In April 2015, Google announced that mobile-friendly pages would gain better positions in searches performed on mobile devices.
- SSL and HTTPS certificate
Google said that secure sites, which use SSL and HTTPS certificates, are given priority. The impact of this on the ranking has not yet been noticed, but this factor should gain strength.
- Keyword in title
The use of the keyword is essential in optimization, and the title is one of the most important factors of SEO On Page. So, enter your keyword in it!
The more you make life easier for the user within your site, the better your experience will be. Usability impacts on length of stay, page views and bounce rate.
- Site architecture
Organization of content is essential for usability and helps Google understand your pages.
10 main factors that WORSE the website ranking
- Duplicate content
Duplicate content, both internally and externally, reduces the placement of a page, as it harms the user experience.
- Copied content
Copied content is never legal for Google. He tries to identify the original content and downplays the positioning of the pages he copied. This is also true for images.
- HTML errors
“Dirty” codes hinder indexing and show that the page has no quality.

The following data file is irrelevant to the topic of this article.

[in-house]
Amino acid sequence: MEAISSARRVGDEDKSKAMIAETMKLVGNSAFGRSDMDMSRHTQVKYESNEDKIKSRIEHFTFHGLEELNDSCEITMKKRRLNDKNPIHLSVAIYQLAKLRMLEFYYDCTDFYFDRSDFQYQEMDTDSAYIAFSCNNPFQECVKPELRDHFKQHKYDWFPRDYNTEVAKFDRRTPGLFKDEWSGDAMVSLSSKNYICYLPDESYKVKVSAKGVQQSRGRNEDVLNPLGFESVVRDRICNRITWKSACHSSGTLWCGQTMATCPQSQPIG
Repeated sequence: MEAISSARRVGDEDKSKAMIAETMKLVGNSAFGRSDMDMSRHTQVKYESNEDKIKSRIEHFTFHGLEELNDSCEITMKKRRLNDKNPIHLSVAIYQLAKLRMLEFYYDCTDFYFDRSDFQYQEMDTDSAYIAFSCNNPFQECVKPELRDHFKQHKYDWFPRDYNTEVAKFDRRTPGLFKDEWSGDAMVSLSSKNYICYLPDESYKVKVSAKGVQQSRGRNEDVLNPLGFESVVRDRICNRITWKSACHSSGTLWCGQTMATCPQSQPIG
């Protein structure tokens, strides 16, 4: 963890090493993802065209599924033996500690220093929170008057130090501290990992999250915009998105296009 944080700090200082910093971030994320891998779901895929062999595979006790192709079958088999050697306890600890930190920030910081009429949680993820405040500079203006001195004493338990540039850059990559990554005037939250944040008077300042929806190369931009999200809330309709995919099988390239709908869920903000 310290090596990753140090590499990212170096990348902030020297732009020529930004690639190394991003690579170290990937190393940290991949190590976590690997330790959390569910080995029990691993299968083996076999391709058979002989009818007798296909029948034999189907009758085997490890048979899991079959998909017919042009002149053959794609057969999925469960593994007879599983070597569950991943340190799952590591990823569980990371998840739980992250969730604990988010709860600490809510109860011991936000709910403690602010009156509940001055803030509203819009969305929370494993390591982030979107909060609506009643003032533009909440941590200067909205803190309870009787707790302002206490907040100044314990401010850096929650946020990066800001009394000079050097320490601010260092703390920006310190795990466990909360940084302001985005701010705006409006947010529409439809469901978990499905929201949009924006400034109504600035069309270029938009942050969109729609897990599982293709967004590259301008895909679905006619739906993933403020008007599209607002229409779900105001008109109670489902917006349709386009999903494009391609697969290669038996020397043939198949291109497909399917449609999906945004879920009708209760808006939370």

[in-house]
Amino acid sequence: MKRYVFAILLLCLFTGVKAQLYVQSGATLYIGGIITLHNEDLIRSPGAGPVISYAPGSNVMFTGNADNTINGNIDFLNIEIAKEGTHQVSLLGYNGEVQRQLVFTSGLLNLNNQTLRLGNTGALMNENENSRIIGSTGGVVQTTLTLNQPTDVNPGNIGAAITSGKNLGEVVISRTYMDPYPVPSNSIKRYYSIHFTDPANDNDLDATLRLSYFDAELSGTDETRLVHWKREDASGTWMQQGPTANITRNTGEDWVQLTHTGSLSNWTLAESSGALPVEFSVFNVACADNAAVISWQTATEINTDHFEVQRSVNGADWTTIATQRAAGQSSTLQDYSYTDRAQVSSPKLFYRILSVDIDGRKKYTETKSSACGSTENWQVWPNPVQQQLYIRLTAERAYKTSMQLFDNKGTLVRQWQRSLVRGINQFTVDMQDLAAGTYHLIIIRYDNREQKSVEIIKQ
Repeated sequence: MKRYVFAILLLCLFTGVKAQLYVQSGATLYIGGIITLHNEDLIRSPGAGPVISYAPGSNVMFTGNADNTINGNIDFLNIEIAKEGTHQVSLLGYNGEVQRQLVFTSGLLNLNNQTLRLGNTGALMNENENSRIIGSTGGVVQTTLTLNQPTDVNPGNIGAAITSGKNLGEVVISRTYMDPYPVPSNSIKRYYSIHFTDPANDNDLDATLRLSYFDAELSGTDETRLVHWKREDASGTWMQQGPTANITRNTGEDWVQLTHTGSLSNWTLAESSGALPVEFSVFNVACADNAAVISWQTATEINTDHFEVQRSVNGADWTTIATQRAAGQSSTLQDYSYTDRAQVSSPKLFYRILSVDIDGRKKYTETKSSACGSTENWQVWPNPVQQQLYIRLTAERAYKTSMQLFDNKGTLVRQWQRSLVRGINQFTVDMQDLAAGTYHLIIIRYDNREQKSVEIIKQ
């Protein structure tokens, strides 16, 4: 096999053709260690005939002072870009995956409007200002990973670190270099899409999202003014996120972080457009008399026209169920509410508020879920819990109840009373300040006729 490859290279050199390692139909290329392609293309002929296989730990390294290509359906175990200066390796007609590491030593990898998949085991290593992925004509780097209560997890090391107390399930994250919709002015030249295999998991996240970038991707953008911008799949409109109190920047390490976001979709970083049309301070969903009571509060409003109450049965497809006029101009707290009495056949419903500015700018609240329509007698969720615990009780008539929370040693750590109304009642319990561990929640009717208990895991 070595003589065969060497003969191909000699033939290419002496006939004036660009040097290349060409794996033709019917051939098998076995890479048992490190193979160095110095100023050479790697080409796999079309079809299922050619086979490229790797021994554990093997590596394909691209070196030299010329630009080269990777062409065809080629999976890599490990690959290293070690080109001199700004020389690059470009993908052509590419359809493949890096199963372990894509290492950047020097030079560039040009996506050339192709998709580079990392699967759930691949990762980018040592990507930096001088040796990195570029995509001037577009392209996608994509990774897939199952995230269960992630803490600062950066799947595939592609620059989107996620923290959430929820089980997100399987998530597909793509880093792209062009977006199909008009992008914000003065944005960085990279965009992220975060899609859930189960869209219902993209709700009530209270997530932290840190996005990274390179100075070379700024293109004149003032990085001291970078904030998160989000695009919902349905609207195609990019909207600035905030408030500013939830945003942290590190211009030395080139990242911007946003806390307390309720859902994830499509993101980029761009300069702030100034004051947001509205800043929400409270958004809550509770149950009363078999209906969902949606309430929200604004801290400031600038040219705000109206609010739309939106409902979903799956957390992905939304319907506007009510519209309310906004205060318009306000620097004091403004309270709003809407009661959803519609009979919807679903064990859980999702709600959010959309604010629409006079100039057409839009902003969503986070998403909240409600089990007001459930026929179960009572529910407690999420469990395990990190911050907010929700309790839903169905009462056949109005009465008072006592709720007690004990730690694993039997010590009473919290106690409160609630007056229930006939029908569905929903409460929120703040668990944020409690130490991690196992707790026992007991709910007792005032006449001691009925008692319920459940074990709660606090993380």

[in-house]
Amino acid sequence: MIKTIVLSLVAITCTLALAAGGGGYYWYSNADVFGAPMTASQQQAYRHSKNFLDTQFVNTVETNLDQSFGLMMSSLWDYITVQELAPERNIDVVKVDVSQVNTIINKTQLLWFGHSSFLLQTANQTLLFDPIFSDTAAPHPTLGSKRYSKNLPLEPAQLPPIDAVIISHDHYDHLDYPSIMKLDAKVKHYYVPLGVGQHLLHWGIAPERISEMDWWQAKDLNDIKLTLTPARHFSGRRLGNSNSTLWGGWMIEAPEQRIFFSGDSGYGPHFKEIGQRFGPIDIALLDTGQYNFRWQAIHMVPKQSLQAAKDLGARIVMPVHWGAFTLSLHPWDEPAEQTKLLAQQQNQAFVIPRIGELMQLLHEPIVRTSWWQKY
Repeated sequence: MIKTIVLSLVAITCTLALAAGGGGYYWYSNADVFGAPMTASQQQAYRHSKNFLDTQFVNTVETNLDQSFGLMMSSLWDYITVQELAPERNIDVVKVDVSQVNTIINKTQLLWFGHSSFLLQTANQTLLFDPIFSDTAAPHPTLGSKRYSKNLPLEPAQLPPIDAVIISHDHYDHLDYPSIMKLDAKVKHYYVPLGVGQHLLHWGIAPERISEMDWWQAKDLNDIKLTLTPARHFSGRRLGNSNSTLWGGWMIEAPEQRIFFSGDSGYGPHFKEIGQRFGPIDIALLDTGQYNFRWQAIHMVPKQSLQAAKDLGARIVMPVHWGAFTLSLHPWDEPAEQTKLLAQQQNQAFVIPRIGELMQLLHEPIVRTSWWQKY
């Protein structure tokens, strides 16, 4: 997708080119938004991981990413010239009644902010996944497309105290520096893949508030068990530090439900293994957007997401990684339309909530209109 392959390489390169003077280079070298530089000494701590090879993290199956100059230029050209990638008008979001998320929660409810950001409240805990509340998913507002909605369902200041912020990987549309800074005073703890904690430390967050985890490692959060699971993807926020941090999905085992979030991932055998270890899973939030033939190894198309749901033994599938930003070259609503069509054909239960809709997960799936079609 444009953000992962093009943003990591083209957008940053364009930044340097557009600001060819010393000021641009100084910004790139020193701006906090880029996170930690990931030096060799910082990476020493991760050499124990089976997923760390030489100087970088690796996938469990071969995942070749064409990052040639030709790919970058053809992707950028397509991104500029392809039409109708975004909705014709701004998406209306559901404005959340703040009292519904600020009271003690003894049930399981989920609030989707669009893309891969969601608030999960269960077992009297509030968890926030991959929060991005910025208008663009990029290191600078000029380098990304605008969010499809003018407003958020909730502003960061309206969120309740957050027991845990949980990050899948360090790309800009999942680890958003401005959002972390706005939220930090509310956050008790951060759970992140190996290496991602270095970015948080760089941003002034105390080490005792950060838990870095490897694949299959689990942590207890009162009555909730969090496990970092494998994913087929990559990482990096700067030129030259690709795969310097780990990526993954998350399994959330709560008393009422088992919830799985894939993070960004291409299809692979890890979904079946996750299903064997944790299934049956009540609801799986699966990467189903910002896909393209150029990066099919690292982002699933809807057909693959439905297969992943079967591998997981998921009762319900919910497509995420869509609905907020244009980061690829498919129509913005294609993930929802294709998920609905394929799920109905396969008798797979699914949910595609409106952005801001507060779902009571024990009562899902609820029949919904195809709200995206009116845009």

If Google often finds a page under maintenance or with an internal server error (Error 500), it will fall in positioning or be no longer indexed.
- Spelling and grammar errors
A poorly written website can be a sign of spam. For this reason, Google has evolved to value sites that have no spelling and grammar errors.
- Broken links within the page
Links that lead to nonexistent pages are a sign that the content is out of date.
- Bounce Rate
The moment when a user accesses a link does not interact and leaves the page can count negatively.
Pop-ups annoy the user, which is why Google doesn’t like them.
- Link schemes
Buying or exchanging link schemes (including excessive and advertised guest posts) violate Google guidelines and are penalized.
- Backlinks from disreputable sites
Poor sites with links to your site are a bad sign.
Now let’s look at other factors at the page, domain and website level that are relevant in the ranking.
40 Page Factors (On-Page)
- Useful content
To win better positions, it is not enough to create quality content – it also needs to be useful. An example is the good positioning of Yahoo Answers, which always seeks to bring something useful to people’s lives.
- Content size
Texts with 1000 words or more earn point with Google, as they tend to be more in-depth and relevant than 500 words or less.
- Multimedia content
Videos, texts, images, infographics etc. The more different formats, the better.
- Complementary content
Calculator, currency converter, interactive recipes – these are examples of complementary content that values your page.
- Keyword at the beginning of the title
According to Moz, the closer the keyword is to the beginning of the title, the easier it is for the user to see and Google to understand.
- Keyword in the meta description
The meta description is not a ranking factor, but inserting the keyword in the description is important for it to appear in bold in the search results for the user.
- Keyword in the h1 tag
The h1 tag gains great importance in the ranking, as it is at the top of the hierarchy of heading tags.